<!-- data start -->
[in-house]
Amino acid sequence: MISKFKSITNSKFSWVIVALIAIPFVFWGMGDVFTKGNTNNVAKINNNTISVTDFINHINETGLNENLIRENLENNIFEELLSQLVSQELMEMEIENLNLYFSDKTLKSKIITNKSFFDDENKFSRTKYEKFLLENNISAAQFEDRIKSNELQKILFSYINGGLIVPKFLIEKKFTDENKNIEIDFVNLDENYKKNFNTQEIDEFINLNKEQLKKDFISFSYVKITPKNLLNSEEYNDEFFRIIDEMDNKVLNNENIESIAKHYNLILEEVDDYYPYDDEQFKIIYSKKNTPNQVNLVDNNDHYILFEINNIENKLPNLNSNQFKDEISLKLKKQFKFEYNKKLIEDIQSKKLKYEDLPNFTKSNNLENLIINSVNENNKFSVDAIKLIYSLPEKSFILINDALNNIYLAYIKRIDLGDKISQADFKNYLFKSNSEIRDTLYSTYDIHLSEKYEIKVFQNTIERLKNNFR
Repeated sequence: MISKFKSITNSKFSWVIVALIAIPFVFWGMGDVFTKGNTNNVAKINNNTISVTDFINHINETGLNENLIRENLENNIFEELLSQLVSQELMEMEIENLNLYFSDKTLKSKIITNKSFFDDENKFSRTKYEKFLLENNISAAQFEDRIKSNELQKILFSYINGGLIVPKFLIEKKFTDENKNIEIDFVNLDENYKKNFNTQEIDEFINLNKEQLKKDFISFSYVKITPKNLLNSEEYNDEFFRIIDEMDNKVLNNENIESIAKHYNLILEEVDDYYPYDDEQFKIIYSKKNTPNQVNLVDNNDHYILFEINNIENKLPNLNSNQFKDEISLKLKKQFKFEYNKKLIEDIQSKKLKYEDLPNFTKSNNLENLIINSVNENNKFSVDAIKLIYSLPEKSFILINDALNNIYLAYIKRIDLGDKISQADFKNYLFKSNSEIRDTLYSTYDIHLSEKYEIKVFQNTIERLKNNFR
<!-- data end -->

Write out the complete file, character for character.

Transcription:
[in-house]
Amino acid sequence: MISKFKSITNSKFSWVIVALIAIPFVFWGMGDVFTKGNTNNVAKINNNTISVTDFINHINETGLNENLIRENLENNIFEELLSQLVSQELMEMEIENLNLYFSDKTLKSKIITNKSFFDDENKFSRTKYEKFLLENNISAAQFEDRIKSNELQKILFSYINGGLIVPKFLIEKKFTDENKNIEIDFVNLDENYKKNFNTQEIDEFINLNKEQLKKDFISFSYVKITPKNLLNSEEYNDEFFRIIDEMDNKVLNNENIESIAKHYNLILEEVDDYYPYDDEQFKIIYSKKNTPNQVNLVDNNDHYILFEINNIENKLPNLNSNQFKDEISLKLKKQFKFEYNKKLIEDIQSKKLKYEDLPNFTKSNNLENLIINSVNENNKFSVDAIKLIYSLPEKSFILINDALNNIYLAYIKRIDLGDKISQADFKNYLFKSNSEIRDTLYSTYDIHLSEKYEIKVFQNTIERLKNNFR
Repeated sequence: MISKFKSITNSKFSWVIVALIAIPFVFWGMGDVFTKGNTNNVAKINNNTISVTDFINHINETGLNENLIRENLENNIFEELLSQLVSQELMEMEIENLNLYFSDKTLKSKIITNKSFFDDENKFSRTKYEKFLLENNISAAQFEDRIKSNELQKILFSYINGGLIVPKFLIEKKFTDENKNIEIDFVNLDENYKKNFNTQEIDEFINLNKEQLKKDFISFSYVKITPKNLLNSEEYNDEFFRIIDEMDNKVLNNENIESIAKHYNLILEEVDDYYPYDDEQFKIIYSKKNTPNQVNLVDNNDHYILFEINNIENKLPNLNSNQFKDEISLKLKKQFKFEYNKKLIEDIQSKKLKYEDLPNFTKSNNLENLIINSVNENNKFSVDAIKLIYSLPEKSFILINDALNNIYLAYIKRIDLGDKISQADFKNYLFKSNSEIRDTLYSTYDIHLSEKYEIKVFQNTIERLKNNFR